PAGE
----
NATIONAL

EU — Mercosur trade negotiations

Francisco da Camara Gomes, Ambassador/Head of Delegation of the European Commission to India, Bhutan, Nepal, Sri Lanka and the Maldives writes:

The assertion that "the EU is expected to take the first step to divide the group (G-20) by offering market access concessions on agricultural exports from Latin America countries in the Mercosur custom union (The Hindu, April 18) will come as a surprise to those who have followed the EU-Mercosur trade negotiations since 2000.

Negotiations for a EU-Mercosur Free Trade area began in 2000, well before the launch of the current round of the WTO trade talks (and the creation of G-20) following a decision adopted in 1998 by the European Council to authorise the European Commission to negotiate with Mercosur countries. Indeed, since the current European Commission took office in 1999, no new Free Trade area negotiations have been started. Instead, the EU has given priority to a new WTO round of trade talks, which were launched in Doha. Since then, that has remained our priority. But at the same time we have faithfully sought to execute our existing Council mandate in bilateral and regional talks — we have completed deals with Mexico (1999), and Chile (2002), while negotiations continue with the Gulf Cooperation Council, with the ACP countries.

Here, again, it is no secret that our negotiations for an inter-regional association Agreement, including a preferential agreement between EU and the Mercosur, have progressed. The political and co-operation chapters of the Association Agreement have been successfully negotiated and many sections of the trade chapters are well advanced. In November last year, we publicly adopted an ambitious work programme which if followed, would lead to the conclusion of the talks by October 2004. Our aim is of course, as in any FTA, to provide preferential access to each other's markets. Why find this development so shocking?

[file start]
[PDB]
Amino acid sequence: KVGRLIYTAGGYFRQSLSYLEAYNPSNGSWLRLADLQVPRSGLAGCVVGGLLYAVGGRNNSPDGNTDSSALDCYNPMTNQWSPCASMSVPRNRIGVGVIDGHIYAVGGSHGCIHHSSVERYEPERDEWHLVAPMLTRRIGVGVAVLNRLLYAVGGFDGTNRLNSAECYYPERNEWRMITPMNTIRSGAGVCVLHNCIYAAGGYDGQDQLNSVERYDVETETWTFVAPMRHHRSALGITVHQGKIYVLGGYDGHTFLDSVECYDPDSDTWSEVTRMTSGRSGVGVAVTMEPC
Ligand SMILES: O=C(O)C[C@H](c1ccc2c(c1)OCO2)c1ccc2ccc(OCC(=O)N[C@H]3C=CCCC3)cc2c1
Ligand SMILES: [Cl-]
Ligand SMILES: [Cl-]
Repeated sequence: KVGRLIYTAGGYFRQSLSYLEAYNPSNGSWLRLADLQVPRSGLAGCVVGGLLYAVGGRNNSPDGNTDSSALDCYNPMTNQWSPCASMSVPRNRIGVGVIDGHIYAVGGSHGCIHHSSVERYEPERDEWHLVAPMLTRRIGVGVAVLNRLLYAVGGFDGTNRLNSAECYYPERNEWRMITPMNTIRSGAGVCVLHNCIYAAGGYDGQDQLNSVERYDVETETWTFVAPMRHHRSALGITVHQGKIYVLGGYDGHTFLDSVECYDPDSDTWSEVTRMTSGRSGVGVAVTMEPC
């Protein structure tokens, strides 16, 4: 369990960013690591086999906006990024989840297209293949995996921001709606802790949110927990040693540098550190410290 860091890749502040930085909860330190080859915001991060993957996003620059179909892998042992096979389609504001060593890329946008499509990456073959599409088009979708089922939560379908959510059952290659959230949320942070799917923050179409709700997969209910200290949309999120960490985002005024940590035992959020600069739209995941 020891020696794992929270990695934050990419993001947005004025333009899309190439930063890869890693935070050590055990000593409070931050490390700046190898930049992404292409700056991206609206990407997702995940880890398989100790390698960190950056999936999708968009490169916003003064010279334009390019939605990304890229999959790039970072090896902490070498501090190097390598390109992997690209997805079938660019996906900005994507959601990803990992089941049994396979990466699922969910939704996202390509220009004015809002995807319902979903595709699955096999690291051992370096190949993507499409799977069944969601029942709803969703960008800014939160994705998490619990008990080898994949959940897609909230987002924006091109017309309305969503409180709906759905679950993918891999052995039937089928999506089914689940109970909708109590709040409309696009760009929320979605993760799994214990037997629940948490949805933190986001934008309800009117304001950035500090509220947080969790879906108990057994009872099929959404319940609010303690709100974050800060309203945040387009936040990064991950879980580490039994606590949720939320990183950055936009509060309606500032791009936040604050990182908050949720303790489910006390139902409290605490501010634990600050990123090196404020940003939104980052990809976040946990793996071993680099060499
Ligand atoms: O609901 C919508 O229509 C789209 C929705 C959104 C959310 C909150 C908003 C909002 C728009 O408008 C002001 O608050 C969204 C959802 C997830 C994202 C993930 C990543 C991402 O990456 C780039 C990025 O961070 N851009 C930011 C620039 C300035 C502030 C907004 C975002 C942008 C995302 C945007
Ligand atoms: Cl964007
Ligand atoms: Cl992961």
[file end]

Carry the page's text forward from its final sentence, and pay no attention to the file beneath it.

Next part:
You seem to conclude that, any agricultural market access concessions made to Mercosur would be aimed at splitting the ranks of those pushing for agricultural liberalisation in the Doha Round. Nothing can be farther from the truth. The crucial issue of export subsidies is not covered in bilateral negotiations such as EU-Mercosur, but are addressed at the multilateral level within the framework of WTO.

It is, indeed, a pity to see that any substantial move by the EU to further liberalise trade is either downplayed or misrepresented. This will result in the Indian readers getting a totally wrong impression. Why, for instance, not mention that the EU Common agricultural policy has been further reformed in June 2003 and hence, by policy design, the EU most trade distorting support in agriculture will have been slashed by 70 per cent since 1992? And why not say that this reform is a continuous process?

We would urge you to help your readers understand the facts, rather than allow them to be confused with theories. And the facts are that we are trying to advance the talks both on Mercosur — and the DDA. And that the substantial offer the EU has tabled in Geneva should be finally met with equal ambition by other WTO members.

Commissioner Lamy never objected to the forming of G-20. Indeed, he even publicly welcomed the creation of the group as long as it is constructive. Commissioner Lamy also has actively engaged in a dialogue with G-20 on a number of occasions and still interacts with them regularly.

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